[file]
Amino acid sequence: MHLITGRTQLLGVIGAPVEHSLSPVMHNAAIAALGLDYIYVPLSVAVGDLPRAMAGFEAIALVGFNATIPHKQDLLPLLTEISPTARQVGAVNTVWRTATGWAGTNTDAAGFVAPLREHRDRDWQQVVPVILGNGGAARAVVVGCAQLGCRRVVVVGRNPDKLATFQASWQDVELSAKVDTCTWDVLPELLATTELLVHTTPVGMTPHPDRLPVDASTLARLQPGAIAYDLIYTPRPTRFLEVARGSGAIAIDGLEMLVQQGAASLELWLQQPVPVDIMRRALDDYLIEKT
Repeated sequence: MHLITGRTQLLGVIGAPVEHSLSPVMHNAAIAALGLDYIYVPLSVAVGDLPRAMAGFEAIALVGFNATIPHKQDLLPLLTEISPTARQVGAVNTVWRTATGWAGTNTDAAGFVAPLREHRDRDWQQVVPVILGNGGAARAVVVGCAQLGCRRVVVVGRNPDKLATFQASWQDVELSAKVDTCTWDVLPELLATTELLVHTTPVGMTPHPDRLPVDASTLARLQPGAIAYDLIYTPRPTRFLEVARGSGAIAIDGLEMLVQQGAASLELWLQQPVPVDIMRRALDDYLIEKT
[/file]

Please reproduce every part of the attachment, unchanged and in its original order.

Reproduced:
Amino acid sequence: MHLITGRTQLLGVIGAPVEHSLSPVMHNAAIAALGLDYIYVPLSVAVGDLPRAMAGFEAIALVGFNATIPHKQDLLPLLTEISPTARQVGAVNTVWRTATGWAGTNTDAAGFVAPLREHRDRDWQQVVPVILGNGGAARAVVVGCAQLGCRRVVVVGRNPDKLATFQASWQDVELSAKVDTCTWDVLPELLATTELLVHTTPVGMTPHPDRLPVDASTLARLQPGAIAYDLIYTPRPTRFLEVARGSGAIAIDGLEMLVQQGAASLELWLQQPVPVDIMRRALDDYLIEKT
Repeated sequence: MHLITGRTQLLGVIGAPVEHSLSPVMHNAAIAALGLDYIYVPLSVAVGDLPRAMAGFEAIALVGFNATIPHKQDLLPLLTEISPTARQVGAVNTVWRTATGWAGTNTDAAGFVAPLREHRDRDWQQVVPVILGNGGAARAVVVGCAQLGCRRVVVVGRNPDKLATFQASWQDVELSAKVDTCTWDVLPELLATTELLVHTTPVGMTPHPDRLPVDASTLARLQPGAIAYDLIYTPRPTRFLEVARGSGAIAIDGLEMLVQQGAASLELWLQQPVPVDIMRRALDDYLIEKT